In December 2021, BCHBC held another successful ‘Adventures or Experiences’ On Line Auction with net proceeds in excess of $12,000 raised. Special thanks to everyone who provided items, and a ‘hip, hip, hurray’ to all the bidders helping raise funds for BCHBC initiatives.

Below is the account of the Horse Camping 101 Adventure hosted by Rose Schroeder and Linda Buchanan.

“Linda’s and my goal for this  Horse Camping adventure, was to encourage those new to horse camping, to feel comfortable, provide some basic knowledge, share how to live each moment to its fullest, find teachable moments, and most importantly, to ‘take only memories and leave only hoofprints’. Thank you, Kim and Kayla, for supporting BCHBC and sharing your time with us!”

We chose to hold this adventure at the Rainbow Trails site near Merritt and crossed our fingers for good weather for the May long weekend. The plan was to combine teaching some skills for safe horse camping with some riding, good food and campfire time.

Kim Hensens and her daughter Kayla were the successful bidders of the ‘Horse Camping 101 Adventure’, supported by the Shuswap Chapter of BCHBC. This adventure was led by Linda Buchanan and Rose Schroeder, both members of Shuswap Chapter.  The Hensens came with basic horse camping skills, gleaned from their membership with BCHBC’s Aldergrove Chapter. We started the weekend off with the most important principle of Leave No Trace (LNT) —  Plan Ahead and Prepare.

One way to be prepared is to know the quick release, half hitch, bowline, butterfly and clove hitch knots.

Rose teaches Kim and Kayla the 5 Essential Knots

After practicing getting ‘knotty’, we showed Kim and Kayla how to set up a highline; how to prepare and clean up the area following LNT principles;  why we shorten the highline at night; how to feed, hobble and general horse care.

Linda teaching how to use the Avenza trail mapping app.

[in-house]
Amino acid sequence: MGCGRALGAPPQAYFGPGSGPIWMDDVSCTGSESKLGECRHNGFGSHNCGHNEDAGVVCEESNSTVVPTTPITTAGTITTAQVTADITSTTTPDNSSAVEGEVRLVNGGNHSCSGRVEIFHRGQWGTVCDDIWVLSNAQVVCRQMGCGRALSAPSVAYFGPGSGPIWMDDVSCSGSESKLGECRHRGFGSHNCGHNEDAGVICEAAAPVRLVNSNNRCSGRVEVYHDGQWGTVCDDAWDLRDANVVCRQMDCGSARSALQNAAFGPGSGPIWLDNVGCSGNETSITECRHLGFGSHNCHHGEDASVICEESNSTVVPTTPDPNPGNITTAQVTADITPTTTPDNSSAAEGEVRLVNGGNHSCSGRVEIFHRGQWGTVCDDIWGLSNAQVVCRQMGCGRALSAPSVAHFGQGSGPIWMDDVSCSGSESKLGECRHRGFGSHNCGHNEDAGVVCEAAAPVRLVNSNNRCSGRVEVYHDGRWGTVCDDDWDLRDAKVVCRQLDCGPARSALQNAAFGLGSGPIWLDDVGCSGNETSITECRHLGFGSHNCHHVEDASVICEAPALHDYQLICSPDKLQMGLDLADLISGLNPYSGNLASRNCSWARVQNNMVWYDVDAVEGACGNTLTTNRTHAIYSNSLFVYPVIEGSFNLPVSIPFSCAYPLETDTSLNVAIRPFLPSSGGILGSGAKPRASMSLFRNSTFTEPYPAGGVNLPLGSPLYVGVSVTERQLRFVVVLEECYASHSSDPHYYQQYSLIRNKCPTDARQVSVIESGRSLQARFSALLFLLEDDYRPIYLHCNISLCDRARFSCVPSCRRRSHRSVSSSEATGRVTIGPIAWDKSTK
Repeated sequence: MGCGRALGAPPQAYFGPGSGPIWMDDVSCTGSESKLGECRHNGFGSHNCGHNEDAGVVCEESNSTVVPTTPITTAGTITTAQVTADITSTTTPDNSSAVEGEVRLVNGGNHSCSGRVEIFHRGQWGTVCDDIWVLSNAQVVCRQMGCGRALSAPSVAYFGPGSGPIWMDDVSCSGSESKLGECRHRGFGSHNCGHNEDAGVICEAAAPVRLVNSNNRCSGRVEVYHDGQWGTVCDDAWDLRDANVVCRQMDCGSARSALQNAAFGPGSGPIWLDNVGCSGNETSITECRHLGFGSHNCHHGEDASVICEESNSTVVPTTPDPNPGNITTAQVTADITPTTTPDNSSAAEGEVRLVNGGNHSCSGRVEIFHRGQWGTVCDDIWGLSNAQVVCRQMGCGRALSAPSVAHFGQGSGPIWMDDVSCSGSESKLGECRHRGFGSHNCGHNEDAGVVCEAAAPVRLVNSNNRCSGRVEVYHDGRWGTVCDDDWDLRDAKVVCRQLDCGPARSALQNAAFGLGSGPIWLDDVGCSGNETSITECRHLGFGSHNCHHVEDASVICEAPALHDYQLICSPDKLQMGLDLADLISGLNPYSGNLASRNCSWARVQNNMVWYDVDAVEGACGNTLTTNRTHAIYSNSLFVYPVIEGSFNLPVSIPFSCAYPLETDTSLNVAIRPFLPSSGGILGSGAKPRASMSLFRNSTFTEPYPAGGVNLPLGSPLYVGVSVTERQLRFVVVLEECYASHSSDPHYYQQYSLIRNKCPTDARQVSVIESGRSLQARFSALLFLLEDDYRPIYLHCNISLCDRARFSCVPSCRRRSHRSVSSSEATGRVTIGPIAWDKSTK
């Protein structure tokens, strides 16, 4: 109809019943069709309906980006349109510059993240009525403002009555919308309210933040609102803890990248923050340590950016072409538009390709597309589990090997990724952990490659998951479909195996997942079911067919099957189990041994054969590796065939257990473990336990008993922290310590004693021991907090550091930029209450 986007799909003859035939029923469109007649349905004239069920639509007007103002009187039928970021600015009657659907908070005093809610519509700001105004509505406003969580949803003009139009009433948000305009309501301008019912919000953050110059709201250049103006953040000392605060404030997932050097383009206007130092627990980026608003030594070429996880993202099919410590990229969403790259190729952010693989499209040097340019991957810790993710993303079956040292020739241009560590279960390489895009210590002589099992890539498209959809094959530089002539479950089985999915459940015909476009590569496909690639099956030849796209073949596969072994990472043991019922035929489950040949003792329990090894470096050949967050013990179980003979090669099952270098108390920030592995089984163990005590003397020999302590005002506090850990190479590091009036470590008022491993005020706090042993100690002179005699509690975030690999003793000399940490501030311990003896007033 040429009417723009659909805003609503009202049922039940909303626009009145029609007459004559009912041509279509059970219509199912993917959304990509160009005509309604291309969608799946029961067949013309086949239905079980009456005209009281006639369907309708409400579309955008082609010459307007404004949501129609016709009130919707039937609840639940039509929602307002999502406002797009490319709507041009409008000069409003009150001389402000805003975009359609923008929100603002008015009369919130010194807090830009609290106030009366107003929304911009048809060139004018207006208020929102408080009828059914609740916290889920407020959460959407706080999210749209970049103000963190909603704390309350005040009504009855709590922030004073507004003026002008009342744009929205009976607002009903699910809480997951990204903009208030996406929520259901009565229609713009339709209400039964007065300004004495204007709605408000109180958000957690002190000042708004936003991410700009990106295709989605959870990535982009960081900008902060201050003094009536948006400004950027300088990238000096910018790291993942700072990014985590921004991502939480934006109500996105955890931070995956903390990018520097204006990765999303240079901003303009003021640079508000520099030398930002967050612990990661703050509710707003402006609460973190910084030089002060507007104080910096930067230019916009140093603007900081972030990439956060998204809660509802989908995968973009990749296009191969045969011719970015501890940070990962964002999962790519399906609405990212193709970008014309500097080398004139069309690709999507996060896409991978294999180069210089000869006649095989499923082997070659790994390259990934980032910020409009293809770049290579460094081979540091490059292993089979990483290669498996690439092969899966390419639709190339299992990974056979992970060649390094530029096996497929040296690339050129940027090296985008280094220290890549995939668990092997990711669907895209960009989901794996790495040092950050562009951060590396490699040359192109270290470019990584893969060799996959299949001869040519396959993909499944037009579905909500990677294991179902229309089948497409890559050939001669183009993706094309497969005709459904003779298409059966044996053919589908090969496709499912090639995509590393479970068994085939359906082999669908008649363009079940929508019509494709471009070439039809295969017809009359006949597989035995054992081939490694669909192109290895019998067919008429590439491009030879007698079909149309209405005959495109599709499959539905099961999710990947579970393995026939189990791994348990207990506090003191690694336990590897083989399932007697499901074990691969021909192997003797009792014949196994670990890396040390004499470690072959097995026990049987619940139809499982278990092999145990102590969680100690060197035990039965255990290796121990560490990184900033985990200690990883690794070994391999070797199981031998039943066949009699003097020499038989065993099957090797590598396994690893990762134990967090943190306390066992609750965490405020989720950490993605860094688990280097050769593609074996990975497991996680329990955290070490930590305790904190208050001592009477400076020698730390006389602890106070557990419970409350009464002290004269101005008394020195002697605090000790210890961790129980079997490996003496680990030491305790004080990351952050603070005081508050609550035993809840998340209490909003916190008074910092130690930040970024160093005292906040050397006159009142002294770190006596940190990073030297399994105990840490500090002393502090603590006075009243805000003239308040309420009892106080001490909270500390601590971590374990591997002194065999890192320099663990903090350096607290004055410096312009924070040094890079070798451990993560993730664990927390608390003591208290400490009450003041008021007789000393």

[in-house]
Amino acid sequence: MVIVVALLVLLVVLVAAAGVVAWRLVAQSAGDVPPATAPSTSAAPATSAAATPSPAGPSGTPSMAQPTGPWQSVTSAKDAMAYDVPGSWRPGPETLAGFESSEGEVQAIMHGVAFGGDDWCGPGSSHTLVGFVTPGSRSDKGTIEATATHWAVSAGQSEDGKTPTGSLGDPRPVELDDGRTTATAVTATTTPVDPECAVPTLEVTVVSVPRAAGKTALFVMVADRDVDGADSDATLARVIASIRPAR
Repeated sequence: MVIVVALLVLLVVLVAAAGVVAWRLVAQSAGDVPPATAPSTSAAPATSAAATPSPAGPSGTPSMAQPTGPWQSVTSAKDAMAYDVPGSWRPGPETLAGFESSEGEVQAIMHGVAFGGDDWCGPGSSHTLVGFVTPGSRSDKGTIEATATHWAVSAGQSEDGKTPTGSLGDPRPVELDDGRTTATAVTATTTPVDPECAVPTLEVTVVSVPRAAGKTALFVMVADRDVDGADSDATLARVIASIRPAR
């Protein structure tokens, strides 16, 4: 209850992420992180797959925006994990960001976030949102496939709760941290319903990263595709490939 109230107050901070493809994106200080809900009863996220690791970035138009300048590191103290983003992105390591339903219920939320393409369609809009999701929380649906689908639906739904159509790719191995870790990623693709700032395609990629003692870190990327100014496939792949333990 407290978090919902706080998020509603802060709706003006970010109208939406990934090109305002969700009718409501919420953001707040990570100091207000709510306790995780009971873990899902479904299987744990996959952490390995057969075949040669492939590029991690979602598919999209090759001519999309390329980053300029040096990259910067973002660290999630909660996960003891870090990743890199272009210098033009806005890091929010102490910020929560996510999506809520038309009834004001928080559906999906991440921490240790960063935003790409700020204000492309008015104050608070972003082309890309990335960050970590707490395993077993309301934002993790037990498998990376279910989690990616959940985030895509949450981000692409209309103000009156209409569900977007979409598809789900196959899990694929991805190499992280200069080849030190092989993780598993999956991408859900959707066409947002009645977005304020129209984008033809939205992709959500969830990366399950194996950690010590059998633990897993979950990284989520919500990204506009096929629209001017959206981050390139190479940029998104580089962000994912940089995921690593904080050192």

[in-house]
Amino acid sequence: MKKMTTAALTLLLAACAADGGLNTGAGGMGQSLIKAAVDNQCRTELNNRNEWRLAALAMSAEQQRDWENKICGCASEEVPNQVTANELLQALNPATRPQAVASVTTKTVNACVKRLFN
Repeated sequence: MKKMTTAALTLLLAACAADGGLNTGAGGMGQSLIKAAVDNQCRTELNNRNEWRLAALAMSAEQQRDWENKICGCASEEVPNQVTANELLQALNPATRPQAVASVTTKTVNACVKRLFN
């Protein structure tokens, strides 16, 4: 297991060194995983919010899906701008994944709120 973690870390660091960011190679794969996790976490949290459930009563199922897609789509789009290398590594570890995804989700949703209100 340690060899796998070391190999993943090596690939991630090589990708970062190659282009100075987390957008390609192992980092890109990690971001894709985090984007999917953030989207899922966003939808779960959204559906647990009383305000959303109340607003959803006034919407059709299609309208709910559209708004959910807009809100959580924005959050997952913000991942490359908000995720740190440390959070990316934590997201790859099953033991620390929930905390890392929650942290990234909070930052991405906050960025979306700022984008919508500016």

Then, we tested their preparedness and resourcefulness. On our first ride, we came across a small tree lying across the trail. Linda yelled out: “Who has a saw?” And Kim did. (She passed!) We also threw a lot of teachable moments at them. Like “Lost shoe, whatcha-gonna-do?” (Put it back on, have a spare boot, or sock and duct tape).

Another time we came across a feral horse — a good time to discuss how to react and keep everyone safe.

On one ride, Kim’s mule leaped across a small  shallow ditch. This presented a good opportunity to learn how to approach and cross at an angle, where the footing is solid.

Kim, on her mule ‘Huggy’, and Kayla, on her horse ‘Jeb’, learn how to water their horses safely.

After one ride, one of the horses came in  showing symptoms of ‘tie-up’, also called ‘Monday Morning Sickness’ or myositis. This is caused by cramping muscles and an imbalance of electrolytes. It’s important to recognize the symptoms and know how to treat them quickly. We aren’t vets, but our endurance ride training has taught us how to recognize a horse that is ‘ADR’ — ain’t doin right! Fortunately, this was a mild case. Quietly walking, keeping his hindquarters warm, and letting him drink and graze facilitated a quick recovery. This incident gave our apprentices an opportunity to learn how to take a horse’s temperature, pulse and respiration,  and when to use electrolyte therapy.

Around the dinner table and campfire we shared lots of stories from our mentors and the “School of Hard Knocks”. We discussed feeding, both us and our horses. On one of our rides out, we noticed what we thought might be wild potatoes. So, we tied up the horses (and one mule!), which was a good opportunity to teach the safest way to do that, and literally dug in. To go along with the spuds, we found wild onions and dandelion flowers and leaves for our salad.

“I really don’t know how to express how much my daughter and I enjoyed this Horse Camping 101 experience,” said Kim. “Rose and Linda went above and beyond to make sure that we experienced many outside activities. The knowledge that they shared was so valuable. I couldn’t have imagined that this auction adventure could have turned out any better.”


If you have something you or your Chapter would like to offer for this December’s 2022 online auction, please contact us at:

BCHBC is privileged to have Saddle Up Magazine as ‘the official voice’ of our province-wide organization. We value this partnership and encourage you to check out Saddle Up magazine online and consider supporting this BC-based publication by purchasing a subscription. You may also pick up printed copies of Saddle Up in 156 cities/towns with 340 outlets, mainly in BC and Alberta, as well as other parts of Canada and the US. It’s free!

Read the August issue of Saddle Up, including the BCHBC story. Or enjoy our feature story here.

BCHBC Members: Want to contribute an article to Saddle Up? Click here to view our writers’ guidelines.